In this work we revisit the SPDZ multiparty computation protocol by Damgård et al. for securely computing a function in the presence of an unbounded number of dishonest parties. The SPDZ protocol is distinguished by its fast performance. A downside of the SPDZ protocol is that one single dishonest party can enforce the computation to fail, meaning that the honest parties have to abort the computation without learning the outcome, whereas the cheating party may actually learn it. Furthermore, the dishonest party can launch such an attack without being identified to be the cheater. This is a serious obstacle for practical deployment: there are various reasons for why a party may want the computation to fail, and without cheater detection there is little incentive for such a party not to cheat. As such, in many cases, the protocol will actually fail to do its job. In this work, we enhance the SPDZ protocol to allow for cheater detection: a dishonest party that enforces the protocol to fail will be identified as being the cheater. As a consequence, in typical real-life scenarios, parties will actually have little incentive to cheat, and if cheating still takes place, the cheater can be identified and discarded and the computation can possibly be re-done, until it succeeds. The challenge lies in adding this cheater detection feature to the original protocol without increasing its complexity significantly. In case no cheating takes place, our new protocol is as efficient as the original SPDZ protocol which has no cheater detection. In case cheating does take place, there may be some additional overhead, which is still reasonable in size though, and since the cheater knows he will be caught, this is actually unlikely to occur in typical real-life scenarios.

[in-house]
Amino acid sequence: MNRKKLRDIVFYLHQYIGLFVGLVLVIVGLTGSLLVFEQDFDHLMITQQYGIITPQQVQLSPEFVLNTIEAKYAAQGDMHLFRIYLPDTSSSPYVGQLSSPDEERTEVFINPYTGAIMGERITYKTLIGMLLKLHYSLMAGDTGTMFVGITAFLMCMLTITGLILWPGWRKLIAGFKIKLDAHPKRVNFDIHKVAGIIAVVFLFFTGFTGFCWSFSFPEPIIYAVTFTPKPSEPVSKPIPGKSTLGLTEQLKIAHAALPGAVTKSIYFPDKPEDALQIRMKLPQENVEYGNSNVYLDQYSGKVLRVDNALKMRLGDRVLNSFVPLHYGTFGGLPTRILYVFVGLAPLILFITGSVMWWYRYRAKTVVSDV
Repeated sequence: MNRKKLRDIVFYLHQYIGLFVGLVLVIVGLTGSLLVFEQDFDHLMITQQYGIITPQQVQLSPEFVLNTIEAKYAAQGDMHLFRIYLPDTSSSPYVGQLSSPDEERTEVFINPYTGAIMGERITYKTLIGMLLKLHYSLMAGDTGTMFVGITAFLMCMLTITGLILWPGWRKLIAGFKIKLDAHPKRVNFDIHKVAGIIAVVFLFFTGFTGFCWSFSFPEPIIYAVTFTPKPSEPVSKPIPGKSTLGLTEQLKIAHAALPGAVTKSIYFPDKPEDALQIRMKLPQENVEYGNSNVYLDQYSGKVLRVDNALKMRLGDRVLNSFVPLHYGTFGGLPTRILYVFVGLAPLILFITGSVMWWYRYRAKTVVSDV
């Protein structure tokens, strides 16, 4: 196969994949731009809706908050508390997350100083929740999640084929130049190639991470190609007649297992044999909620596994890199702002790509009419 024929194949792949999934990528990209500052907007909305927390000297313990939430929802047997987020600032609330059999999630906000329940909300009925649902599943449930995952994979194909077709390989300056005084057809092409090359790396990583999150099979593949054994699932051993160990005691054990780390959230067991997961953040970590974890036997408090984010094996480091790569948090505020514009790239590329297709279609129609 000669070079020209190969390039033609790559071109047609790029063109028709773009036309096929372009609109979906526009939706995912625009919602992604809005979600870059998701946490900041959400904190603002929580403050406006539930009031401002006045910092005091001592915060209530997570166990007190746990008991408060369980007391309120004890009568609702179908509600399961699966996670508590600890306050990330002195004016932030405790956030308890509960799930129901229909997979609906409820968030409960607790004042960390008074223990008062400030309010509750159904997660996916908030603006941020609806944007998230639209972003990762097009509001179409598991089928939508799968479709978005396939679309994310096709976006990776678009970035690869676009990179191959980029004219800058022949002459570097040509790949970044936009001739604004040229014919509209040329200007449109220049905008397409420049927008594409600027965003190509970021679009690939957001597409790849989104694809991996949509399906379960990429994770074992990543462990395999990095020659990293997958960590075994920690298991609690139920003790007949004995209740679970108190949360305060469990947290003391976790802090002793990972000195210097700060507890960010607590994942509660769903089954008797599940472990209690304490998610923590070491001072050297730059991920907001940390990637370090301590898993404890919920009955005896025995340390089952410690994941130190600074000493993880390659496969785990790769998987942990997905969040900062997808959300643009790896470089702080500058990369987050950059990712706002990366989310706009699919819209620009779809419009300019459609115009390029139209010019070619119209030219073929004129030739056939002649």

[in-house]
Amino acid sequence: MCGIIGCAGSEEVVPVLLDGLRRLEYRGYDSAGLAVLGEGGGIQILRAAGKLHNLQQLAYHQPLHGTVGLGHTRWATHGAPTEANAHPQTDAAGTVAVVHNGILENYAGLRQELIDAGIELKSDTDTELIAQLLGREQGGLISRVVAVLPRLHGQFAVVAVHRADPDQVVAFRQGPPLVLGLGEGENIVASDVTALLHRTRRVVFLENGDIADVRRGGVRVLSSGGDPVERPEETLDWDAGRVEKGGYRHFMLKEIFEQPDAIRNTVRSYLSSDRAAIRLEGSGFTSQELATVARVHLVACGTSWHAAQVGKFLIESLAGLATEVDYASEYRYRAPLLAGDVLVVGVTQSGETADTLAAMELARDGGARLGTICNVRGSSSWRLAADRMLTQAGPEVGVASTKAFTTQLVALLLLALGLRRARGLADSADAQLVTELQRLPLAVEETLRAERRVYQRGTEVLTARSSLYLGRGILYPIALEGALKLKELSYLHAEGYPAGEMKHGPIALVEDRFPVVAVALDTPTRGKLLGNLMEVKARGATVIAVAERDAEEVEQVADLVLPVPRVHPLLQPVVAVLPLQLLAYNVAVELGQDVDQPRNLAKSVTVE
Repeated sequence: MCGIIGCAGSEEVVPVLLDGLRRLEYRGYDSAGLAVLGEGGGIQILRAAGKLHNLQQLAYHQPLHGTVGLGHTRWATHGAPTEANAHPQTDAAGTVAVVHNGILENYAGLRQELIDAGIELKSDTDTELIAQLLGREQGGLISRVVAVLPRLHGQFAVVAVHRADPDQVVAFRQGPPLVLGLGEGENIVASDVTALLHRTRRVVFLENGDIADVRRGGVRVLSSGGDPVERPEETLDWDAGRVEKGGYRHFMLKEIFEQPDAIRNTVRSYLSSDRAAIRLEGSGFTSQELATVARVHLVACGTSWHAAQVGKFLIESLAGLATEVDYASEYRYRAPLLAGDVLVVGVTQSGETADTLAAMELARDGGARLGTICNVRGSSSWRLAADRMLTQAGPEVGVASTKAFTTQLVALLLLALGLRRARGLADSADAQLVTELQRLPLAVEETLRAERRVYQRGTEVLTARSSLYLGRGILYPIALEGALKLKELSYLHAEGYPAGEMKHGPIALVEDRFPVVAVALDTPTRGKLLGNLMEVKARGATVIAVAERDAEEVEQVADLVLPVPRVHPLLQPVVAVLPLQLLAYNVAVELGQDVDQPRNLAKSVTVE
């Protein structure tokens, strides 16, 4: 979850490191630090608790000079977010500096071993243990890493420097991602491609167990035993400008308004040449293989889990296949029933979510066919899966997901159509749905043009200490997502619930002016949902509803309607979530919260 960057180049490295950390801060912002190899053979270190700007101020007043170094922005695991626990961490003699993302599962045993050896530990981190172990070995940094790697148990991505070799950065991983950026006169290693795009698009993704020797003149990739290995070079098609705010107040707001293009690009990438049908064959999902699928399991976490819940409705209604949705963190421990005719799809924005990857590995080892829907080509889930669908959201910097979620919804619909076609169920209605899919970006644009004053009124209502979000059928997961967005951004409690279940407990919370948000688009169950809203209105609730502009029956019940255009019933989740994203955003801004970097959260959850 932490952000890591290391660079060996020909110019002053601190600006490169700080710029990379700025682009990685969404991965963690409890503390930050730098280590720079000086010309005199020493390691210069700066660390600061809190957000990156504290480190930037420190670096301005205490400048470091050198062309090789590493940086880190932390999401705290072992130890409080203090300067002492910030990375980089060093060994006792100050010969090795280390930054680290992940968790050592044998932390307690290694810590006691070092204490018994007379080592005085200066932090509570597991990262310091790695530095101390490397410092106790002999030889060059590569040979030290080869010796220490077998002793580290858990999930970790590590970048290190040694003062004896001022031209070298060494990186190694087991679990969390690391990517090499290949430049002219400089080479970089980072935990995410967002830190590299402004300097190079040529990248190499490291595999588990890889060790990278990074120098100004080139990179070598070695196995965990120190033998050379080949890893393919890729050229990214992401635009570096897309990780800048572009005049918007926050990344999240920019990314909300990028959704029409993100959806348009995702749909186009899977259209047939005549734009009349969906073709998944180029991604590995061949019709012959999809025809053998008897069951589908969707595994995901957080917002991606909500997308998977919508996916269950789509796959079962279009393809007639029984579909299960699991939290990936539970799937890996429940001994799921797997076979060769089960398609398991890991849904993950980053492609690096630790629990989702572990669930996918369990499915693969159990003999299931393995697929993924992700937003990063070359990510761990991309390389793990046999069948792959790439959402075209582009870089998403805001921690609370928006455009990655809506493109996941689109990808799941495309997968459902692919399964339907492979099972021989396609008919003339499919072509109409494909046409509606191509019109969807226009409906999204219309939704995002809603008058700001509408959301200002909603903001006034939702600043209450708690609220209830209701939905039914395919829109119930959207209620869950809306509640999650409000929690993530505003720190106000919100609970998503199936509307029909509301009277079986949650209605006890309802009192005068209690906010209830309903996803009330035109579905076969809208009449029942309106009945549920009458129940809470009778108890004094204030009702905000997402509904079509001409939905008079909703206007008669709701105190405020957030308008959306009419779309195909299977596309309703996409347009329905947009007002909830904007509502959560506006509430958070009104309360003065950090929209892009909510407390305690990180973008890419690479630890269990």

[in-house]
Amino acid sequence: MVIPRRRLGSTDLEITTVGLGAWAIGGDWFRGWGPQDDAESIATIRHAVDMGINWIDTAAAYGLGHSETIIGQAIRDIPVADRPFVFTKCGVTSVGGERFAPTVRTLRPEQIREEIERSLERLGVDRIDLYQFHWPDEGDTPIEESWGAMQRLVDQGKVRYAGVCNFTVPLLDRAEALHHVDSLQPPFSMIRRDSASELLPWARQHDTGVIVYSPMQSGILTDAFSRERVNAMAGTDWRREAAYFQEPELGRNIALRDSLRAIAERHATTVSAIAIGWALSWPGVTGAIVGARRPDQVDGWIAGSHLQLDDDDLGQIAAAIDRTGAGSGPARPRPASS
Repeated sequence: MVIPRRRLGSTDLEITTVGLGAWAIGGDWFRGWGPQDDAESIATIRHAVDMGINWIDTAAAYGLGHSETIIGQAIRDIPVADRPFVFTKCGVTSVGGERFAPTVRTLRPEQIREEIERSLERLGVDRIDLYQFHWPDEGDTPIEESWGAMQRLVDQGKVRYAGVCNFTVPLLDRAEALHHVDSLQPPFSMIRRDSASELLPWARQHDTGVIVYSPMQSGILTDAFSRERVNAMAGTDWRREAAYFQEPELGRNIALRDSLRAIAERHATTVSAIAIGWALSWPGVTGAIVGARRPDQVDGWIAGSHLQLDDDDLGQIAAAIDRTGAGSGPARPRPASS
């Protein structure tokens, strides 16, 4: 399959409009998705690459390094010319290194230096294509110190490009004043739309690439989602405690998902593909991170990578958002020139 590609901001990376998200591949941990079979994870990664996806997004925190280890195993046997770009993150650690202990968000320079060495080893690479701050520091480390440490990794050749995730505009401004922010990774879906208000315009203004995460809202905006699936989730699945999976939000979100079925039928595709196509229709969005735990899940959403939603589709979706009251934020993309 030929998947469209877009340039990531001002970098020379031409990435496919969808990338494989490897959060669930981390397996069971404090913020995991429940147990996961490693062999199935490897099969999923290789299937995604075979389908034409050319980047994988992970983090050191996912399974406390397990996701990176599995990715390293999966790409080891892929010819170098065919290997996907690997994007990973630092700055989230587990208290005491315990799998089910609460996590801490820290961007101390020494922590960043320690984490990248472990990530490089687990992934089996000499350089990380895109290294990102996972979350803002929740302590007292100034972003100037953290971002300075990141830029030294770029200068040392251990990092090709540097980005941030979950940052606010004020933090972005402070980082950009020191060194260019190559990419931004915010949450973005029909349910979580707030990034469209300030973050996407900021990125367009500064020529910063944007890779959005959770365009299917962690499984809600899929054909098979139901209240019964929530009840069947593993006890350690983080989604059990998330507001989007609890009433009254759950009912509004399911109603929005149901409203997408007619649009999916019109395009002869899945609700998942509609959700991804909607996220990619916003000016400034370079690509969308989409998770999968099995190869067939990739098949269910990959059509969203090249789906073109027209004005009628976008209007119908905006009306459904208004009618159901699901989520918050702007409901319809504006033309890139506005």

A. Nascimento , P. Barreto
Lecture Notes in Computer Science
International Conference on Information Theoretic Security
Universiteit Leiden

Spini, G., & Fehr, S. (2016). Cheater detection in SPDZ multiparty computation. In A. Nascimento & P. Barreto (Eds.), Lecture Notes in Computer Science. doi:10.1007/978-3-319-49175-2_8